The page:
The Chemical Educator

, Volume 2, Issue 5, pp 1–26

Victor Moritz Goldschmidt (1888–1947): A Tribute to the Founder of Modern Geochemistry on the Fiftieth Anniversary of His Death

Authors

    • California State University, Fresno
Chemistry and History

DOI: 10.1007/s00897970143a

Cite this article as:
KAUFFMAN, G.B. Chem. Educator (1997) 2: 1. doi:10.1007/s00897970143a

Abstract

Goldschmidt combined a number of widely separated sciences to synthesize a new structural crystal chemistry. Although his work on the relative abundances of the elements, atomic and ionic radii, interionic distances, the effect of radius ratio on coordination number in crystals, replacement of ions in minerals, and the lanthanide contraction is found in almost every textbook of general and inorganic chemistry and has provided the basis for modern crystal chemistry and the use of size relationships for interpreting properties of inorganic substances, Goldschmidt’s name, life, and career remain relatively unknown to most chemical educators and practicing chemists.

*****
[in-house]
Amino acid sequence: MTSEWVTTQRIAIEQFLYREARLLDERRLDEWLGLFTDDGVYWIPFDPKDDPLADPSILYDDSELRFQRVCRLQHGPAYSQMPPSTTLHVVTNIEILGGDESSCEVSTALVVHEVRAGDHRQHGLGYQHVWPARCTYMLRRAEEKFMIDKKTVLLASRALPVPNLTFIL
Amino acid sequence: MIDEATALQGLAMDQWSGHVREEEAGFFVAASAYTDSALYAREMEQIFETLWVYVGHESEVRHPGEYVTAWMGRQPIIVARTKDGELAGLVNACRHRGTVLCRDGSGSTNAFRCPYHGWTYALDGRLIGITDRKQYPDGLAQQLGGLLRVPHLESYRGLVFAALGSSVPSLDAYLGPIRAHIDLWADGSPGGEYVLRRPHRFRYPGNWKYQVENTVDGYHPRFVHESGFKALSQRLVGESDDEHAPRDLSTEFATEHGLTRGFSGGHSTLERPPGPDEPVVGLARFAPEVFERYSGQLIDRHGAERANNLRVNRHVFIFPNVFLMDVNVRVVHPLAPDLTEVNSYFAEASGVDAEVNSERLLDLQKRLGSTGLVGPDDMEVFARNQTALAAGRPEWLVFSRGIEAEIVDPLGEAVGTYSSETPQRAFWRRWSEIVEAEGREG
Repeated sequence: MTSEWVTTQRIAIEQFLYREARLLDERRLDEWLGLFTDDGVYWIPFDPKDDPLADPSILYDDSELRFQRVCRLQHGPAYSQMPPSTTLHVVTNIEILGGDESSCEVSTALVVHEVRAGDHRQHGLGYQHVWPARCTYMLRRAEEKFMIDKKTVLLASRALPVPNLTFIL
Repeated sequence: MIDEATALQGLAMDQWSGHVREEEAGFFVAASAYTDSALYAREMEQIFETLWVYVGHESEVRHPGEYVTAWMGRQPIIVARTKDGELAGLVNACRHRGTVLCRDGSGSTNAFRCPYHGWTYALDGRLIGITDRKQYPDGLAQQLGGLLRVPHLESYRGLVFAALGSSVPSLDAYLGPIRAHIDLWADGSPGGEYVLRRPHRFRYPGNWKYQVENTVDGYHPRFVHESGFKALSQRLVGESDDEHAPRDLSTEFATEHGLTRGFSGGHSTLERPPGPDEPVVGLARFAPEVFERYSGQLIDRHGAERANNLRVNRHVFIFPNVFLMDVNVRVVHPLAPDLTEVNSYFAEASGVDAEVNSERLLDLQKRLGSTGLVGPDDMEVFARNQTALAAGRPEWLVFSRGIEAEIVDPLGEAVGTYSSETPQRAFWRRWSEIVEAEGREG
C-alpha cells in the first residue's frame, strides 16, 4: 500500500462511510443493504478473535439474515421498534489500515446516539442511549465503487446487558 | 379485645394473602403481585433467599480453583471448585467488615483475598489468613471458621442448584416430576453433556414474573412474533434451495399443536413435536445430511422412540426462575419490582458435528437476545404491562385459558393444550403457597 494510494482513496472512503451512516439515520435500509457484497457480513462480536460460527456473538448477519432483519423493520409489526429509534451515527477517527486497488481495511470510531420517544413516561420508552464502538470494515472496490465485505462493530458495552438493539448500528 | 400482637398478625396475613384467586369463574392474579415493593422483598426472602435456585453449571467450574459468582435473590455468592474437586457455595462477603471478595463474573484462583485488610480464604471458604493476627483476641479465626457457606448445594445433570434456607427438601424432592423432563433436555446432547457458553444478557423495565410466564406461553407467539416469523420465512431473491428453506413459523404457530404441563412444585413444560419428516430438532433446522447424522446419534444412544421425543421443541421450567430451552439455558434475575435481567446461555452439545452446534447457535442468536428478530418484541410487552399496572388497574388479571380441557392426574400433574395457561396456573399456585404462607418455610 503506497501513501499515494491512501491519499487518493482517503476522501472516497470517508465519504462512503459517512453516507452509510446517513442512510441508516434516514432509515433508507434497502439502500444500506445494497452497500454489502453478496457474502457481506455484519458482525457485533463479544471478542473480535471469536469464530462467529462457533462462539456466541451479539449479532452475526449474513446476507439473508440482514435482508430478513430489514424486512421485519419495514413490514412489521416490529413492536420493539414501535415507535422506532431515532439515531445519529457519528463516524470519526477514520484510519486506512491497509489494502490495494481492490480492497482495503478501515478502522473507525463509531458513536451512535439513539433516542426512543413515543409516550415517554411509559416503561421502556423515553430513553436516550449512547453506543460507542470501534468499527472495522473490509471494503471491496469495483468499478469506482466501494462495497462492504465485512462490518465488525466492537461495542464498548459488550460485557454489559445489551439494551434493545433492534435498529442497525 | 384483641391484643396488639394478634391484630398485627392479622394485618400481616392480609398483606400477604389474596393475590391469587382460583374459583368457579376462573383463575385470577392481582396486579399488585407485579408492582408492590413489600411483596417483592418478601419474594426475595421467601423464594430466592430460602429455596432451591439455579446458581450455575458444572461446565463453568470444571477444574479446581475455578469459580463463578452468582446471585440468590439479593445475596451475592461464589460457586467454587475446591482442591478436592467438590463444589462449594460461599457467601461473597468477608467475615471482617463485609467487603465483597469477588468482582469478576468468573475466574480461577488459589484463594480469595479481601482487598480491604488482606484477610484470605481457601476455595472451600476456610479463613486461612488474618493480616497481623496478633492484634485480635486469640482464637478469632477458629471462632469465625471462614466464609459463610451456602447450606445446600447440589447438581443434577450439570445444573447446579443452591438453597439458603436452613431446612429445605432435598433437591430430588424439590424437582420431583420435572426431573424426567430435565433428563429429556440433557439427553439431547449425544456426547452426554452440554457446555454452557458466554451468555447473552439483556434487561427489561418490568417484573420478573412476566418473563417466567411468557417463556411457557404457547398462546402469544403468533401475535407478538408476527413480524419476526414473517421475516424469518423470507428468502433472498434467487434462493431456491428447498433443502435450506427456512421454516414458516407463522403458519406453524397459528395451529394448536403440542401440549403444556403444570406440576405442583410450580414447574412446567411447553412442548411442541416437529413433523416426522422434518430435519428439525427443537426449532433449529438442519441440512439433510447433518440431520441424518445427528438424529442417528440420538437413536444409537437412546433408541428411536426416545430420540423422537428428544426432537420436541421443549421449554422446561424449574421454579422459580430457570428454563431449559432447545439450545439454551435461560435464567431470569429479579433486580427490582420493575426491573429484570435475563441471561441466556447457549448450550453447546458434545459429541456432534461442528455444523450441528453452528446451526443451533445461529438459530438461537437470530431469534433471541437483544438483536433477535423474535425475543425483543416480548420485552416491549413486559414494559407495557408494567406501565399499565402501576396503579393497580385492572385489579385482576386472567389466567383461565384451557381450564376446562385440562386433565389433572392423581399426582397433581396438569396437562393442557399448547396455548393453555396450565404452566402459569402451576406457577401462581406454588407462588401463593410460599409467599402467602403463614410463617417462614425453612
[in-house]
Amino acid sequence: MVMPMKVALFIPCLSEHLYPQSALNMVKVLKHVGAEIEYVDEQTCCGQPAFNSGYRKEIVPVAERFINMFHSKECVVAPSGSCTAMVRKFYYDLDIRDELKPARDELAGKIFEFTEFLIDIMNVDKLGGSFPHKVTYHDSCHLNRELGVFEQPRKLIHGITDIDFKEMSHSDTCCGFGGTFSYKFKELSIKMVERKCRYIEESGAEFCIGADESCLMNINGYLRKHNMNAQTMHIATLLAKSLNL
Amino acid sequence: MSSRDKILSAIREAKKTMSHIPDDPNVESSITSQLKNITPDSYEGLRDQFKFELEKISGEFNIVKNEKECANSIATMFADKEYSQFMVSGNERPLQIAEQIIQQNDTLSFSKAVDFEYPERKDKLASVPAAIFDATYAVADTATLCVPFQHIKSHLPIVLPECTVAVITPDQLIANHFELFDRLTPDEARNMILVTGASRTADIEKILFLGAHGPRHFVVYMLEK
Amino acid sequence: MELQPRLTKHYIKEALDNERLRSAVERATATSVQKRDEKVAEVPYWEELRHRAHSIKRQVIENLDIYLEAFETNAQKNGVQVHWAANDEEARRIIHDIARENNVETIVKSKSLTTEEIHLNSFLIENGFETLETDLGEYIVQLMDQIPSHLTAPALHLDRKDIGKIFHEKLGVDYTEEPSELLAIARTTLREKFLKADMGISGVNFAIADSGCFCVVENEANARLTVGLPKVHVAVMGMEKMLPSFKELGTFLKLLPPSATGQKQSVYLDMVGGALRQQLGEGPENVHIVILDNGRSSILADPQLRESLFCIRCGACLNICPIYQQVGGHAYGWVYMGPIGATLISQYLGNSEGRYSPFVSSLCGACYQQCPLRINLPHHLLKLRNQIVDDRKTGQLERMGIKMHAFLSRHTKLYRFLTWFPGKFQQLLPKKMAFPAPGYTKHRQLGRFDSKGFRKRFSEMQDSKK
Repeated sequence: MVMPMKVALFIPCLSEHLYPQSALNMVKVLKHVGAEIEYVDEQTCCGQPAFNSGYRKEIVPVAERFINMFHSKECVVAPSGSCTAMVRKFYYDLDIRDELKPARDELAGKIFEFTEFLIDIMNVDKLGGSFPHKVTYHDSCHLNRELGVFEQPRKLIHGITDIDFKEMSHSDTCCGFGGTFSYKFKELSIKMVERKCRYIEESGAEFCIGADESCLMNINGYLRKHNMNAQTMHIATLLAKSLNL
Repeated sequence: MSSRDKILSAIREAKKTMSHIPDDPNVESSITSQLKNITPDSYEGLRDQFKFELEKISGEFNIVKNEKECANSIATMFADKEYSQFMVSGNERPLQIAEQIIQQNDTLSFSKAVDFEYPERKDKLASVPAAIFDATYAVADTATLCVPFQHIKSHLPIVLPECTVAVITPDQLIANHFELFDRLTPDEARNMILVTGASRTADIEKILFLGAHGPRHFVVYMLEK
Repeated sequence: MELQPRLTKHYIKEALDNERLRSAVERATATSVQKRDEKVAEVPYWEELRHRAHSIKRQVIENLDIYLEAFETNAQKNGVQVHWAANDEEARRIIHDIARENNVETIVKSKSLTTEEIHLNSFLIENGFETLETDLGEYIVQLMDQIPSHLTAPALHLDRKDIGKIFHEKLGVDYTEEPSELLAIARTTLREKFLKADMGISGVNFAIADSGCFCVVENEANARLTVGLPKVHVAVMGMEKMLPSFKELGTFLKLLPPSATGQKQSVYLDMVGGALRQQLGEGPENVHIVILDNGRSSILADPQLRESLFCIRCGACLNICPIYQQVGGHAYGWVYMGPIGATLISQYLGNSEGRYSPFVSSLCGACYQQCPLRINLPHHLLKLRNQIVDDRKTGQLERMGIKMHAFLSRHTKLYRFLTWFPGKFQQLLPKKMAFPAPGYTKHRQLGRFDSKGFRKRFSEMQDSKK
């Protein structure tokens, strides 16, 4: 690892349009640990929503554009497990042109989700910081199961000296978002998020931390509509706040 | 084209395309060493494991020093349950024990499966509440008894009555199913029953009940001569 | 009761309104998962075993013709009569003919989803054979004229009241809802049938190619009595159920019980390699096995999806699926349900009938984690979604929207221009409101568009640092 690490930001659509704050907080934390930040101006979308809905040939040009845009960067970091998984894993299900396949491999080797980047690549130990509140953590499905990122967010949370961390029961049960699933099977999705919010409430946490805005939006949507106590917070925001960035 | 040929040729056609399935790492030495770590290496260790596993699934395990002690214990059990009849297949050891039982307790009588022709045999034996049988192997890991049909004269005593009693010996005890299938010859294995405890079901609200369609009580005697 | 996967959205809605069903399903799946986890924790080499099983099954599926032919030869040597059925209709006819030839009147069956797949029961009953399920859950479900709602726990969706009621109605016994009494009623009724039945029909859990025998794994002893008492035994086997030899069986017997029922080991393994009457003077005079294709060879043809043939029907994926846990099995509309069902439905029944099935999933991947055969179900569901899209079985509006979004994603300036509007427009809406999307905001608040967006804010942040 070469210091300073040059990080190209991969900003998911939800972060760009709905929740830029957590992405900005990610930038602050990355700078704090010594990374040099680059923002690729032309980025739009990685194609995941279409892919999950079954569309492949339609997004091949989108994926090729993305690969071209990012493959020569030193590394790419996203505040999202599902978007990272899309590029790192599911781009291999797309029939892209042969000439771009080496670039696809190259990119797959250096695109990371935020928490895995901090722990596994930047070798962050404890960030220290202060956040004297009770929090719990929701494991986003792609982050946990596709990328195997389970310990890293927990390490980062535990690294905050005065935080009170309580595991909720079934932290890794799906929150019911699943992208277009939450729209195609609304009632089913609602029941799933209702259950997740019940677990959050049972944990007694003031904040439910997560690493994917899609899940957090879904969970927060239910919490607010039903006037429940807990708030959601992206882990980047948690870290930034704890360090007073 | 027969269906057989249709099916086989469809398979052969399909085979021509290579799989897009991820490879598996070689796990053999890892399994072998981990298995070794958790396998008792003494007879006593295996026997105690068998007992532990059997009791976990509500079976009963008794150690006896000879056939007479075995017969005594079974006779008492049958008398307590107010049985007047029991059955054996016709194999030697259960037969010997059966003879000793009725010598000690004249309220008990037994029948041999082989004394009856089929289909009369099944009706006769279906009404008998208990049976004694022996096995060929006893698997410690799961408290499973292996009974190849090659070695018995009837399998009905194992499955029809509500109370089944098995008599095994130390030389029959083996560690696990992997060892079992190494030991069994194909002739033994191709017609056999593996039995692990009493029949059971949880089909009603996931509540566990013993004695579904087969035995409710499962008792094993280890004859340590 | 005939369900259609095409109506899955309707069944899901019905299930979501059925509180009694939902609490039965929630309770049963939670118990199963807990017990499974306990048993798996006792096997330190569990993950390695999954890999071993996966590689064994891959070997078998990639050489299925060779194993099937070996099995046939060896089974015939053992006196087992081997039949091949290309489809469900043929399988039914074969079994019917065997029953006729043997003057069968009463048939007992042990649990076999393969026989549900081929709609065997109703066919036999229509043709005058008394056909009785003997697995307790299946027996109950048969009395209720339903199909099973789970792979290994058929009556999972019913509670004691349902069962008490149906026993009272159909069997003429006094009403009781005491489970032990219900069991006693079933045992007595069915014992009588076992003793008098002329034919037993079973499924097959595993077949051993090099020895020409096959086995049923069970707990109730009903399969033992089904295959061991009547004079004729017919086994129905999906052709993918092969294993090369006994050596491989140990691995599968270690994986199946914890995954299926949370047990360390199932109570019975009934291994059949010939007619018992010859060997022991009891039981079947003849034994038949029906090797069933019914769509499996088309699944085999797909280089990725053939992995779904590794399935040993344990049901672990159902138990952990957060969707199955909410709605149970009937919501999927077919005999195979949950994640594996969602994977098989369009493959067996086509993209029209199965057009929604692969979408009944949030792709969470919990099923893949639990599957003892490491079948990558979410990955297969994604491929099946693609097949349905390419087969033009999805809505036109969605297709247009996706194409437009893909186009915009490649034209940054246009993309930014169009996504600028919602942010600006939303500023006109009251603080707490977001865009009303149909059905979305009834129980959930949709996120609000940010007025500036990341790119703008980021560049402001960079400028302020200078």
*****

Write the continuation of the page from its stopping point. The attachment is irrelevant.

Goldschmidt used the basic properties of matter to provide simple and elegant explanations for the composition of our environment. Throughout his relatively brief career, filled with sorrow and tragedy, he continued to maintain his intense interest in the elements and their genesis, affinities, and associations despite his changes from one method to another in his attempts to obtain new and more complete data. Thus, although he used petrology, crystallography, and chemistry and enriched all these fields greatly, to him they were only tools for exploring the earth and its history.

Copyright information

© Springer-Verlag New York, Inc. 1997